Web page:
President Tsakhia Elbegdorj of Mongolia led the peaceful democratic revolution in 1990 that ended the 70-year-long communist rule in the country. Since positioning himself as the “greenest” candidate in the 2009 presidential elections, Elbegdorj has taken steps to live up to his campaign promises including enhancing youth understanding of environmental protection through a “Citizens’ Education” project that educates young Mongolian students on the impacts climate change and the importance of environmental stewardship. As part of the project, his government has pledged to donate notebooks to students as an incentive to collect plastic bottles, plastic bags and other forms of waste for recycling.
In an effort to combat desertification in Mongolia, Elbegdorj declared, in 2010, the “National Tree Planting Day”, which takes place every second Saturday of May and October. The President appealed to individuals, communities as well as private sector representatives of Mongolia to make tree planting a habit and promote it throughout the nation. Also, a “National Tree Planting Fund” was created under the auspices of the President to offer support and training to NGOs and individuals actively engaged in green initiaties. Since 2011, over 2 million trees have been planted across Mongolia’s vast desert regions.
Besides this, Elbegdorj is exploring ways to utilize Mongolia’s solar energy, especially in the sparsely populated Gobi region. He has established the Gobitech, a research team that works in close contact with Desertech Project, whose main operations involve supplying the EU with clean energy by transferring solar energy generated from the Sahara Desert.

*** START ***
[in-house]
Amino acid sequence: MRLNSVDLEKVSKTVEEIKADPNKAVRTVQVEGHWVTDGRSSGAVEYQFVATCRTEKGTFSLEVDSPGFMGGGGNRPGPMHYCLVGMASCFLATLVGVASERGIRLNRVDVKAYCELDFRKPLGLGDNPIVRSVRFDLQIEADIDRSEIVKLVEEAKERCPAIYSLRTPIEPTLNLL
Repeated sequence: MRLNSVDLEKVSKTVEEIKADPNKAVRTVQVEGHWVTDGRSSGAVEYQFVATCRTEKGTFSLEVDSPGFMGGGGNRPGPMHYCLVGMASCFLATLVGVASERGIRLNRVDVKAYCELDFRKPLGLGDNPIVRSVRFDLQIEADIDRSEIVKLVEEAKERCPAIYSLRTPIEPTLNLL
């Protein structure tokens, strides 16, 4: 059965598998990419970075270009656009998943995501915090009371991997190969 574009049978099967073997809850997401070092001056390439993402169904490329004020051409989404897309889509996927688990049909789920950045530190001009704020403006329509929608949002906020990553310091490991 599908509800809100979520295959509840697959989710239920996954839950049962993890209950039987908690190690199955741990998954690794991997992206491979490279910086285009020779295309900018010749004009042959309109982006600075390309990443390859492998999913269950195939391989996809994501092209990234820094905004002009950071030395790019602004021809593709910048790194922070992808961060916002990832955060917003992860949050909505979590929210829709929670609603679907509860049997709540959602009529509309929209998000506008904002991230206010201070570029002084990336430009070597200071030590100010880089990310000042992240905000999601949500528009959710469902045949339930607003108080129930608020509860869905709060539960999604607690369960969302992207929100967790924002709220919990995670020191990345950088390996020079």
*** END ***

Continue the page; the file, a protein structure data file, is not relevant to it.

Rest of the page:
Elbegdorj has also directed his attention to to solving Ulaanbaatar‘s (Mongolia’s capital and largest city) long-standing air pollution problem which is triggered by over population and coal usage. As such, he initiated and submitted the draft Law on Decreasing the Capital City Air Pollution, which was approved by Parliament. At present, the National Committee on Decreasing the Capital City Air Pollution, established under the Office of the President, is working to implement the approved law.
In addition, Elbegdorj’s government is currently in the process of establishing a sub-city near Ulaanbaatar where a number of universities and state administrative offices will be transferred to, for the purpose of limiting coal burning in the capital city, transferring energy-saving technology, importing and increasing the use of thermal ovens that emits less smog and decreasing population centralization and imposing air-pollution tax in some regions of Ulaanbaatar.
In 2010, Elbegdorj called for the suspension of approvals of all new mining projects in Mongolia until fresh regulations were drawn up, citing the protection of the mineral-rich Asian country's environment and herdsmen's livelihoods. Elbegdorj said fish were dying off, biodiversity was threatened and the nomadic herdsman of Mongolia were suffering illness from drinking water polluted by mining.
In July 2011, Elbegdorj began a two-year term as president of the Community of Democracies, an intergovernmental organization of democracies and democratizing countries that works to strengthen and deepen democratic norms and practices worldwide. He is a member of the World Economic Forum’s Global Agenda Council on Climate Change and has lectured on environmental protection abroad. He was instrumental in organizing the June 2011 international conference on water security in Mongolia.
President Tsakhia Elbegdorj was named as one of six recipients of UNEP’s Champions of the Earth 2012 award for leadership that had a positive impact on the environment.